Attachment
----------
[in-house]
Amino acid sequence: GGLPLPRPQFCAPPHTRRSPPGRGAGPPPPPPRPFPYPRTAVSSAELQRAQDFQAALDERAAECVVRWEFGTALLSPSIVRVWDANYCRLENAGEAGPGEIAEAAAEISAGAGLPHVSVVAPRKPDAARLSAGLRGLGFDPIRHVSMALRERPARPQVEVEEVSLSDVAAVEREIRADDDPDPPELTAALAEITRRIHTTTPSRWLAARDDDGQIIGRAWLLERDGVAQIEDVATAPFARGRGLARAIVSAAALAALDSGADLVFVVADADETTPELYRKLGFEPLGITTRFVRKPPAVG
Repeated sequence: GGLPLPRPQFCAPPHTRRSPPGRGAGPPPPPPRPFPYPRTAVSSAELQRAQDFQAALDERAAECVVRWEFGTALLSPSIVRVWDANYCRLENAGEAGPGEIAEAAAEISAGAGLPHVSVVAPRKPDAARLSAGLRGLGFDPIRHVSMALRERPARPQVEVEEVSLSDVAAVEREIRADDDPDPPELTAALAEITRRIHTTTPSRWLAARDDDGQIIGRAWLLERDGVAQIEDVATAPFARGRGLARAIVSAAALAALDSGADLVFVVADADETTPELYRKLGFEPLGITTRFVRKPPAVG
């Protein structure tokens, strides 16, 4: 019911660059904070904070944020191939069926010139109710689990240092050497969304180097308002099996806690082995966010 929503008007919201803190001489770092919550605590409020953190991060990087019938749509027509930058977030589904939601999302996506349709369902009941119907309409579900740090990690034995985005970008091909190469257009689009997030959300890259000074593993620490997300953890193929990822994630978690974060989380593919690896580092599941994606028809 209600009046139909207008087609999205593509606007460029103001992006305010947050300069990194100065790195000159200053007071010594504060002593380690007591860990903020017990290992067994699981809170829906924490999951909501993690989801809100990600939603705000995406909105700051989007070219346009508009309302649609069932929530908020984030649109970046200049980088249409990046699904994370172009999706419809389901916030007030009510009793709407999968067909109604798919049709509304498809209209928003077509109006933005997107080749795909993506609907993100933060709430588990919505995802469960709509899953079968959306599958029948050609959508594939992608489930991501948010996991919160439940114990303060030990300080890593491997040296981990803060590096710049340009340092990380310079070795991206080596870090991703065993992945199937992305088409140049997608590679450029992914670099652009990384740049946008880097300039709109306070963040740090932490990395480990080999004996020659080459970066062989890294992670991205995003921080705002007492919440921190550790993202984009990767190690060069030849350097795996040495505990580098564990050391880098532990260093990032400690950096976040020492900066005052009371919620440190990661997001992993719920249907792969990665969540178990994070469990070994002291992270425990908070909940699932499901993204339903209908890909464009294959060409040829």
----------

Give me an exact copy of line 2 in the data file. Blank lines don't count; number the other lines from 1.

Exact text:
Amino acid sequence: GGLPLPRPQFCAPPHTRRSPPGRGAGPPPPPPRPFPYPRTAVSSAELQRAQDFQAALDERAAECVVRWEFGTALLSPSIVRVWDANYCRLENAGEAGPGEIAEAAAEISAGAGLPHVSVVAPRKPDAARLSAGLRGLGFDPIRHVSMALRERPARPQVEVEEVSLSDVAAVEREIRADDDPDPPELTAALAEITRRIHTTTPSRWLAARDDDGQIIGRAWLLERDGVAQIEDVATAPFARGRGLARAIVSAAALAALDSGADLVFVVADADETTPELYRKLGFEPLGITTRFVRKPPAVG